Since the 1970s, “save the Amazon rainforest” has been a rallying cry for environmentalists and human rights activists worldwide. In recent years, countries and corporations are ramping up their commitments to cut down fewer trees and plant more of them. In 2014, the New York Declaration on Forests united 30 governments and 50 companies under the goal of cutting natural forest loss in half by 2020 and ending it by 2030.
No deforestation at all just isn’t possible,” said Lisa Famolare, vice president of Conservation International’s (CI) Amazonia program. “For example, highly forested countries like Suriname and Guyana will likely have some deforestation as they develop. As we support these countries’ efforts to develop sustainably and avoid deforestation, we can gain forest in other places like Brazil, which has plans to reforest 5 million hectares [12.3 million acres].”
Colombia has pledged to achieve zero net deforestation in its Amazon region by 2020; Peru aims to reach this goal for the entire country by 2021
Seventy percent of the earth’s surface is covered by water, yet only three percent is suitable for human consumption. Water shortage, which may be caused by pollution, overuse, wastage, or climate change leading to droughts or floods, is an increasing challenge, affecting nearly 27 perfect of the world’s population. Water levels in America’s largest aquifer have dropped by over 30 percent in recent years. By 2030, the world will have only 60 percent of the fresh water it needs.
As the population increases and climate change causes more droughts, water scarcity is becoming more of an issue. Only three percent of the world’s water is fresh water and 1.1 billion people lack access to clean, safe drinking water. As the current drought in California dramatically shows, access to water is not just an issue for developing countries but the United States as well. In fact, by the middle of this century more than a third of all counties in the lower 48 states will be at higher risk of water shortages with more than 400 of the 1,100 counties facing an extremely high risk.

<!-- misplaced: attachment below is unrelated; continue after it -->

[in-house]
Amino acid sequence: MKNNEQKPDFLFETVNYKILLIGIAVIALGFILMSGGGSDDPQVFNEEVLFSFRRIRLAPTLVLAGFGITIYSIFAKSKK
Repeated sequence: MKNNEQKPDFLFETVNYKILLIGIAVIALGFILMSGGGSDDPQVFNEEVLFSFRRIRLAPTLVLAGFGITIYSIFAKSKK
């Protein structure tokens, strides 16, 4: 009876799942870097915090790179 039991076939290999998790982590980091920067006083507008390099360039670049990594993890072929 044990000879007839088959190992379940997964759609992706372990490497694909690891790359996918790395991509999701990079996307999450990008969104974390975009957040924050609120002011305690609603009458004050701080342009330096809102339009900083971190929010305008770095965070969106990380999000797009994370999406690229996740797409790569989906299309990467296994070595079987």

Water is essential for all living organisms, and life on earth would be impossible without it
SOIL EROSION AND DEGRADATION
Unsustainable industrial agriculture practices have resulted in soil erosion and degradation that leads to less arable land, clogged and polluted waterways, increased flooding and desertification. According to the World Wildlife Fund, half of the earth’s topsoil has been lost in the last 150 years.
Soil is the earth’s fragile skin that anchors all life on Earth. It is comprised of countless species that create a dynamic and complex ecosystem and is among the most precious resources to humans. Increased demand for agriculture commodities generates incentives to convert forests and grasslands to farm fields and pastures. The transition to agriculture from natural vegetation often cannot hold onto the soil and many of these plants, such as coffee, cotton, palm oil, soybean and wheat, can actually increase soil erosion beyond the soil’s ability to maintain itself.
*Half of the topsoil on the planet has been lost in the last 150 years. In addition to erosion, soil quality is affected by other aspects of agriculture. These impacts include compaction, loss of soil structure, nutrient degradation, and soil salinity. These are very real and at times severe issues.
The effects of soil erosion go beyond the loss of fertile land. It has led to increased pollution and sedimentation in streams and rivers, clogging these waterways and causing declines in fish and other species. And degraded lands are also often less able to hold onto water, which can worsen flooding. Sustainable land use can help to reduce the impacts of agriculture and livestock, preventing soil degradation and erosion and the loss of valuable land to desertification.
The health of soil is a primary concern to farmers and the global community whose livelihoods depend on well managed agriculture that starts with the dirt beneath our feet. While there are many challenges to maintaining healthy soil, there are also solutions and a dedicated group of people, including WWF, who work to innovate and maintain the fragile skin from which biodiversity springs.